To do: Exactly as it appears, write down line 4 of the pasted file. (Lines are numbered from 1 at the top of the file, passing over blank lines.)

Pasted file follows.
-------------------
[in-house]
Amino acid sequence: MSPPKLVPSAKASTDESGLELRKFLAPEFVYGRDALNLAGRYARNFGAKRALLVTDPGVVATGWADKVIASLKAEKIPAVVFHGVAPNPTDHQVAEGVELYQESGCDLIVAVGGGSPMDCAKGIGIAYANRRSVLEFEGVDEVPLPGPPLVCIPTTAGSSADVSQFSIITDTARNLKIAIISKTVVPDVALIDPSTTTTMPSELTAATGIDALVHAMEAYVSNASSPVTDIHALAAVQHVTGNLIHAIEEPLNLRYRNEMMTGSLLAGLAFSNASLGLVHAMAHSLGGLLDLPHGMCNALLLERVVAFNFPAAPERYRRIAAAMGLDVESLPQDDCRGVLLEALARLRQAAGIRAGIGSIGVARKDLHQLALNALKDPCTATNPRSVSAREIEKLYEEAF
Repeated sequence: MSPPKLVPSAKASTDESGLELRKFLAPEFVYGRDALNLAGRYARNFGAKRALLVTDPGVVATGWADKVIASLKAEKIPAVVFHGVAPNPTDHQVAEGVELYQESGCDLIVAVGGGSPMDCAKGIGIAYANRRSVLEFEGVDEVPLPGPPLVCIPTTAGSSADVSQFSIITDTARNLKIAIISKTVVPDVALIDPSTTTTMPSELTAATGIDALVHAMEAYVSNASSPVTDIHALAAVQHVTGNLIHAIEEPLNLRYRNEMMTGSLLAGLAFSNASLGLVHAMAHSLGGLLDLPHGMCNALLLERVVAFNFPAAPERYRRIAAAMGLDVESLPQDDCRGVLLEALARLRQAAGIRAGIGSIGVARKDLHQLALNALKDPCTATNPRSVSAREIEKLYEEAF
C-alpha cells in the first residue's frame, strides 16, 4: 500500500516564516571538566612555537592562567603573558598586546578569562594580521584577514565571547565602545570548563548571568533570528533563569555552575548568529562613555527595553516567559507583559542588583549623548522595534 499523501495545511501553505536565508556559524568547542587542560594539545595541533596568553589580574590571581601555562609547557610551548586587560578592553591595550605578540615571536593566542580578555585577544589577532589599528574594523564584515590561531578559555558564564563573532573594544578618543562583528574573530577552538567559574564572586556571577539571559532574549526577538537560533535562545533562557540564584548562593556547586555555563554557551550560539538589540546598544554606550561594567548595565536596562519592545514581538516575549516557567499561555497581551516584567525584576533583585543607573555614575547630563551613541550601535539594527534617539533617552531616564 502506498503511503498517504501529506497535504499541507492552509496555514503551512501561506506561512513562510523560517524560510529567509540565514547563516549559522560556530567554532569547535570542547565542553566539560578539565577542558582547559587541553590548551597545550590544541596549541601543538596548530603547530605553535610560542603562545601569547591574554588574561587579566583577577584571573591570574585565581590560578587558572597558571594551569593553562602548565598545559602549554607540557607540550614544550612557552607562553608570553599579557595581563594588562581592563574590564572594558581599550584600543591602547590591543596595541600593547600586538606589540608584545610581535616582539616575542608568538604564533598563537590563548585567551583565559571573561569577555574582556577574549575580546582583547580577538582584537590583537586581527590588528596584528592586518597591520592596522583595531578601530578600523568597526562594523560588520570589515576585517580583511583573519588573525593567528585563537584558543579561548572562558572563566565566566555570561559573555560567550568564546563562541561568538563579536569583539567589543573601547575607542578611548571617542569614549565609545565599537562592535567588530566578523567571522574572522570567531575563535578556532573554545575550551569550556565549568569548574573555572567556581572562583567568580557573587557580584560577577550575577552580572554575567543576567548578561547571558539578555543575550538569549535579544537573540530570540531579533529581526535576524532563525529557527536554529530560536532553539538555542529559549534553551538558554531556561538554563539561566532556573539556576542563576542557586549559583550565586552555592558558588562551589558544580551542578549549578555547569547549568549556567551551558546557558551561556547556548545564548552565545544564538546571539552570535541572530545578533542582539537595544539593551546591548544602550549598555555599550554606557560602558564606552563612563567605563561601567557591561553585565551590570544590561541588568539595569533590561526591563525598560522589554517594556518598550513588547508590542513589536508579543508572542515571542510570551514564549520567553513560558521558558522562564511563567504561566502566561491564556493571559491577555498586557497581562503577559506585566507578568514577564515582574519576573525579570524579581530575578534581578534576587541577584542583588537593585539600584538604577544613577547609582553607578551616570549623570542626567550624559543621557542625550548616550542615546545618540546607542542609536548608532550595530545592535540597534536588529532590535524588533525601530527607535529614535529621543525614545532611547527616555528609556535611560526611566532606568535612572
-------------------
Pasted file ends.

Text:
C-alpha cells in the first residue's frame, strides 16, 4: 500500500516564516571538566612555537592562567603573558598586546578569562594580521584577514565571547565602545570548563548571568533570528533563569555552575548568529562613555527595553516567559507583559542588583549623548522595534 499523501495545511501553505536565508556559524568547542587542560594539545595541533596568553589580574590571581601555562609547557610551548586587560578592553591595550605578540615571536593566542580578555585577544589577532589599528574594523564584515590561531578559555558564564563573532573594544578618543562583528574573530577552538567559574564572586556571577539571559532574549526577538537560533535562545533562557540564584548562593556547586555555563554557551550560539538589540546598544554606550561594567548595565536596562519592545514581538516575549516557567499561555497581551516584567525584576533583585543607573555614575547630563551613541550601535539594527534617539533617552531616564 502506498503511503498517504501529506497535504499541507492552509496555514503551512501561506506561512513562510523560517524560510529567509540565514547563516549559522560556530567554532569547535570542547565542553566539560578539565577542558582547559587541553590548551597545550590544541596549541601543538596548530603547530605553535610560542603562545601569547591574554588574561587579566583577577584571573591570574585565581590560578587558572597558571594551569593553562602548565598545559602549554607540557607540550614544550612557552607562553608570553599579557595581563594588562581592563574590564572594558581599550584600543591602547590591543596595541600593547600586538606589540608584545610581535616582539616575542608568538604564533598563537590563548585567551583565559571573561569577555574582556577574549575580546582583547580577538582584537590583537586581527590588528596584528592586518597591520592596522583595531578601530578600523568597526562594523560588520570589515576585517580583511583573519588573525593567528585563537584558543579561548572562558572563566565566566555570561559573555560567550568564546563562541561568538563579536569583539567589543573601547575607542578611548571617542569614549565609545565599537562592535567588530566578523567571522574572522570567531575563535578556532573554545575550551569550556565549568569548574573555572567556581572562583567568580557573587557580584560577577550575577552580572554575567543576567548578561547571558539578555543575550538569549535579544537573540530570540531579533529581526535576524532563525529557527536554529530560536532553539538555542529559549534553551538558554531556561538554563539561566532556573539556576542563576542557586549559583550565586552555592558558588562551589558544580551542578549549578555547569547549568549556567551551558546557558551561556547556548545564548552565545544564538546571539552570535541572530545578533542582539537595544539593551546591548544602550549598555555599550554606557560602558564606552563612563567605563561601567557591561553585565551590570544590561541588568539595569533590561526591563525598560522589554517594556518598550513588547508590542513589536508579543508572542515571542510570551514564549520567553513560558521558558522562564511563567504561566502566561491564556493571559491577555498586557497581562503577559506585566507578568514577564515582574519576573525579570524579581530575578534581578534576587541577584542583588537593585539600584538604577544613577547609582553607578551616570549623570542626567550624559543621557542625550548616550542615546545618540546607542542609536548608532550595530545592535540597534536588529532590535524588533525601530527607535529614535529621543525614545532611547527616555528609556535611560526611566532606568535612572